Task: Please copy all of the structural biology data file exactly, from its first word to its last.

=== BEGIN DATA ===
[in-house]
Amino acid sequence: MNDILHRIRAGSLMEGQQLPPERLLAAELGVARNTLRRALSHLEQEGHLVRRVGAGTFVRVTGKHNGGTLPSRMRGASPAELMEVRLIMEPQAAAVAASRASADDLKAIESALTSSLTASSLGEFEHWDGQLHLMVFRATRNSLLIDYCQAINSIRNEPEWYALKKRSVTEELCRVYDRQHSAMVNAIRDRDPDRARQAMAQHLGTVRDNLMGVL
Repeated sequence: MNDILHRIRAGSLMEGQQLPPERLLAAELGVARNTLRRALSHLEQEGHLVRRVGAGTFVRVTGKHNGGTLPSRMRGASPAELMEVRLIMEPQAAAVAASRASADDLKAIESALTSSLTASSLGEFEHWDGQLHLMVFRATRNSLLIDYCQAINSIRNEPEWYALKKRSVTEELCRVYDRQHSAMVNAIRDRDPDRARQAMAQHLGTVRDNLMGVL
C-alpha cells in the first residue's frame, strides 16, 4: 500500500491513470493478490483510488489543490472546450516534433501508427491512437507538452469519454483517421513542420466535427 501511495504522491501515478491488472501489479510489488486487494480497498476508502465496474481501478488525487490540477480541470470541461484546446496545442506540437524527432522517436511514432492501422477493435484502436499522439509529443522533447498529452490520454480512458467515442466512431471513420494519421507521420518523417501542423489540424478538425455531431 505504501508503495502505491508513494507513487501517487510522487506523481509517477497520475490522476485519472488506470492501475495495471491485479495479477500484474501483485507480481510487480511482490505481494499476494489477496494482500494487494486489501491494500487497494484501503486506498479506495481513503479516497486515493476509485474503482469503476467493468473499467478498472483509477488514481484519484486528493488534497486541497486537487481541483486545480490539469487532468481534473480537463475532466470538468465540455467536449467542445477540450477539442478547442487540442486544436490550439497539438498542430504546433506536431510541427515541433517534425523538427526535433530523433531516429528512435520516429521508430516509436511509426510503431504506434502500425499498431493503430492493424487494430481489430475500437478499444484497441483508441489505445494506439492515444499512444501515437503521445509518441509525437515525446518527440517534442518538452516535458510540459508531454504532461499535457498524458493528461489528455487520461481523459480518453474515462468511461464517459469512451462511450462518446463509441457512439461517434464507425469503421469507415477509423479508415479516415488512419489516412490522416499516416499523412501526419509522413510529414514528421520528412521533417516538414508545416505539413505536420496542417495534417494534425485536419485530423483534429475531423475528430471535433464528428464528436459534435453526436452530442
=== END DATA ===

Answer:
[in-house]
Amino acid sequence: MNDILHRIRAGSLMEGQQLPPERLLAAELGVARNTLRRALSHLEQEGHLVRRVGAGTFVRVTGKHNGGTLPSRMRGASPAELMEVRLIMEPQAAAVAASRASADDLKAIESALTSSLTASSLGEFEHWDGQLHLMVFRATRNSLLIDYCQAINSIRNEPEWYALKKRSVTEELCRVYDRQHSAMVNAIRDRDPDRARQAMAQHLGTVRDNLMGVL
Repeated sequence: MNDILHRIRAGSLMEGQQLPPERLLAAELGVARNTLRRALSHLEQEGHLVRRVGAGTFVRVTGKHNGGTLPSRMRGASPAELMEVRLIMEPQAAAVAASRASADDLKAIESALTSSLTASSLGEFEHWDGQLHLMVFRATRNSLLIDYCQAINSIRNEPEWYALKKRSVTEELCRVYDRQHSAMVNAIRDRDPDRARQAMAQHLGTVRDNLMGVL
C-alpha cells in the first residue's frame, strides 16, 4: 500500500491513470493478490483510488489543490472546450516534433501508427491512437507538452469519454483517421513542420466535427 501511495504522491501515478491488472501489479510489488486487494480497498476508502465496474481501478488525487490540477480541470470541461484546446496545442506540437524527432522517436511514432492501422477493435484502436499522439509529443522533447498529452490520454480512458467515442466512431471513420494519421507521420518523417501542423489540424478538425455531431 505504501508503495502505491508513494507513487501517487510522487506523481509517477497520475490522476485519472488506470492501475495495471491485479495479477500484474501483485507480481510487480511482490505481494499476494489477496494482500494487494486489501491494500487497494484501503486506498479506495481513503479516497486515493476509485474503482469503476467493468473499467478498472483509477488514481484519484486528493488534497486541497486537487481541483486545480490539469487532468481534473480537463475532466470538468465540455467536449467542445477540450477539442478547442487540442486544436490550439497539438498542430504546433506536431510541427515541433517534425523538427526535433530523433531516429528512435520516429521508430516509436511509426510503431504506434502500425499498431493503430492493424487494430481489430475500437478499444484497441483508441489505445494506439492515444499512444501515437503521445509518441509525437515525446518527440517534442518538452516535458510540459508531454504532461499535457498524458493528461489528455487520461481523459480518453474515462468511461464517459469512451462511450462518446463509441457512439461517434464507425469503421469507415477509423479508415479516415488512419489516412490522416499516416499523412501526419509522413510529414514528421520528412521533417516538414508545416505539413505536420496542417495534417494534425485536419485530423483534429475531423475528430471535433464528428464528436459534435453526436452530442